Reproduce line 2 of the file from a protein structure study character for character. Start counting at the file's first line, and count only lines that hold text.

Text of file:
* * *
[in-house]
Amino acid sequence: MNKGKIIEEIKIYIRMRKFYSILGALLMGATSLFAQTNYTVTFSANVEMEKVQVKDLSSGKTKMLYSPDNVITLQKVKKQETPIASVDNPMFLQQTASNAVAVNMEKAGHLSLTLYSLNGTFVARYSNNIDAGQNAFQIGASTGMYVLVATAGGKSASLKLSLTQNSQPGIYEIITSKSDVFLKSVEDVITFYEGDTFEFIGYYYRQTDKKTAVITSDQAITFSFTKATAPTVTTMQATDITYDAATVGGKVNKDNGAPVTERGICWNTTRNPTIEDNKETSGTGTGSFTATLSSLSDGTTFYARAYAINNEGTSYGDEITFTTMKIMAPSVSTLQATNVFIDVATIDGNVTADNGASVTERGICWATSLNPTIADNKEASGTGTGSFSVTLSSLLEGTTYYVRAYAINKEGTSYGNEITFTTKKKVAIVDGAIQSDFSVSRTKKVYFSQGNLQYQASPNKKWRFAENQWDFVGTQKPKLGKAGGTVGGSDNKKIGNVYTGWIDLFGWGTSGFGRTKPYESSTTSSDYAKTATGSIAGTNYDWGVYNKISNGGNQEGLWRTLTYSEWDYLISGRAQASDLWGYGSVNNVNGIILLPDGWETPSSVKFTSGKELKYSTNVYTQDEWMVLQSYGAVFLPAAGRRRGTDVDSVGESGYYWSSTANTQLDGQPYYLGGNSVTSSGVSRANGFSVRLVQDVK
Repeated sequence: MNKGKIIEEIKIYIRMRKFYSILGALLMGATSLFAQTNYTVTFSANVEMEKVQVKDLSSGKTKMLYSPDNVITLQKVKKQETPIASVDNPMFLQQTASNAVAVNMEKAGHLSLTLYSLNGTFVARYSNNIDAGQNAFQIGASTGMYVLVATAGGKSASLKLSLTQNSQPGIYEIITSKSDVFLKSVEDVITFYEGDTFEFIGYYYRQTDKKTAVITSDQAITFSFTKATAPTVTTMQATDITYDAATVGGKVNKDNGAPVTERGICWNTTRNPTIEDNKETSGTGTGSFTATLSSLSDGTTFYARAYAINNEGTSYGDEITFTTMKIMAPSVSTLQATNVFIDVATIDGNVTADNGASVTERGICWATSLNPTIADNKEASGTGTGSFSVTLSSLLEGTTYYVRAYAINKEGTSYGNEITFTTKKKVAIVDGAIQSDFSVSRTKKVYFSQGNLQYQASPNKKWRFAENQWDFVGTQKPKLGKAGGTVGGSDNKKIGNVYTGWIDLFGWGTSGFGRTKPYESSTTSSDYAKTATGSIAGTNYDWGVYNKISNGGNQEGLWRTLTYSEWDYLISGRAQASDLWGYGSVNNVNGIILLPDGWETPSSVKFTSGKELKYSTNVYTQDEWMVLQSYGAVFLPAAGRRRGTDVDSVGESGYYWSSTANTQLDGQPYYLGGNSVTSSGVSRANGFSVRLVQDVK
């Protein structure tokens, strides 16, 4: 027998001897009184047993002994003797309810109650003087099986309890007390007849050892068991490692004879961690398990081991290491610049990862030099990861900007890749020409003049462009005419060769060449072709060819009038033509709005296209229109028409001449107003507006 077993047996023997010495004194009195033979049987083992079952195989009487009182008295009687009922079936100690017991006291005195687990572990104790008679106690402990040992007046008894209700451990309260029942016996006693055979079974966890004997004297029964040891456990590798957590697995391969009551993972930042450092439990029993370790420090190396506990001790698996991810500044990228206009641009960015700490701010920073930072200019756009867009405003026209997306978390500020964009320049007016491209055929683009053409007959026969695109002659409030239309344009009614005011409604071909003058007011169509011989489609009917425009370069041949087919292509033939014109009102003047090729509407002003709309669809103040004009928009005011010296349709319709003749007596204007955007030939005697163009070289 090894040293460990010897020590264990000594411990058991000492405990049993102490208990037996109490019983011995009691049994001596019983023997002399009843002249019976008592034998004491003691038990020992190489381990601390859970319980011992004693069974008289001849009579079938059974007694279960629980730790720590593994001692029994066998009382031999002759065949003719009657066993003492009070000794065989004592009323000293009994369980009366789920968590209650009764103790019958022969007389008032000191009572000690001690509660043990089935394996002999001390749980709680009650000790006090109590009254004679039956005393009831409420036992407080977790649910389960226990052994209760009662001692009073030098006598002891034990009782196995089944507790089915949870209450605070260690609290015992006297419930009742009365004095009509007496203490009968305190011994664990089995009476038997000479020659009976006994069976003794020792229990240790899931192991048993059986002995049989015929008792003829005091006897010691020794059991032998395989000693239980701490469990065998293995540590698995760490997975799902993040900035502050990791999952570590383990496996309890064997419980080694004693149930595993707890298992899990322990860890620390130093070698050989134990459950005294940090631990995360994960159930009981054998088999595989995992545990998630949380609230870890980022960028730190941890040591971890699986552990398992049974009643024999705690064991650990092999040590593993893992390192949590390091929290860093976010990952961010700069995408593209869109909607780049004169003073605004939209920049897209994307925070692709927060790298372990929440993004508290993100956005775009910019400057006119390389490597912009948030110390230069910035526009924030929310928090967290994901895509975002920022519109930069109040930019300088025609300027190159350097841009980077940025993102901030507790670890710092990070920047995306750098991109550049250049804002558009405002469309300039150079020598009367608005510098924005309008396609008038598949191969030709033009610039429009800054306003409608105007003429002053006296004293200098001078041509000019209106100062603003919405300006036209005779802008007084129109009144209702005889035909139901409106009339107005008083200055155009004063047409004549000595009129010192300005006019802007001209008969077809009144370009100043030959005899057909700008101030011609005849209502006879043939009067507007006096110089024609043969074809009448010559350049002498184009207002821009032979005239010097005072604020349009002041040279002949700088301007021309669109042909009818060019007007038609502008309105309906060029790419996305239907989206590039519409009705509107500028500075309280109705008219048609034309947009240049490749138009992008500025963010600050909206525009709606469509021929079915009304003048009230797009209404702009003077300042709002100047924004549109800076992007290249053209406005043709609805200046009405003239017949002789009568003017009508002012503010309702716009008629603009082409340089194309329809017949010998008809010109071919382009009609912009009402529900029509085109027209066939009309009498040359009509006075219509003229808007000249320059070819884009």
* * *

Amino acid sequence: MNKGKIIEEIKIYIRMRKFYSILGALLMGATSLFAQTNYTVTFSANVEMEKVQVKDLSSGKTKMLYSPDNVITLQKVKKQETPIASVDNPMFLQQTASNAVAVNMEKAGHLSLTLYSLNGTFVARYSNNIDAGQNAFQIGASTGMYVLVATAGGKSASLKLSLTQNSQPGIYEIITSKSDVFLKSVEDVITFYEGDTFEFIGYYYRQTDKKTAVITSDQAITFSFTKATAPTVTTMQATDITYDAATVGGKVNKDNGAPVTERGICWNTTRNPTIEDNKETSGTGTGSFTATLSSLSDGTTFYARAYAINNEGTSYGDEITFTTMKIMAPSVSTLQATNVFIDVATIDGNVTADNGASVTERGICWATSLNPTIADNKEASGTGTGSFSVTLSSLLEGTTYYVRAYAINKEGTSYGNEITFTTKKKVAIVDGAIQSDFSVSRTKKVYFSQGNLQYQASPNKKWRFAENQWDFVGTQKPKLGKAGGTVGGSDNKKIGNVYTGWIDLFGWGTSGFGRTKPYESSTTSSDYAKTATGSIAGTNYDWGVYNKISNGGNQEGLWRTLTYSEWDYLISGRAQASDLWGYGSVNNVNGIILLPDGWETPSSVKFTSGKELKYSTNVYTQDEWMVLQSYGAVFLPAAGRRRGTDVDSVGESGYYWSSTANTQLDGQPYYLGGNSVTSSGVSRANGFSVRLVQDVK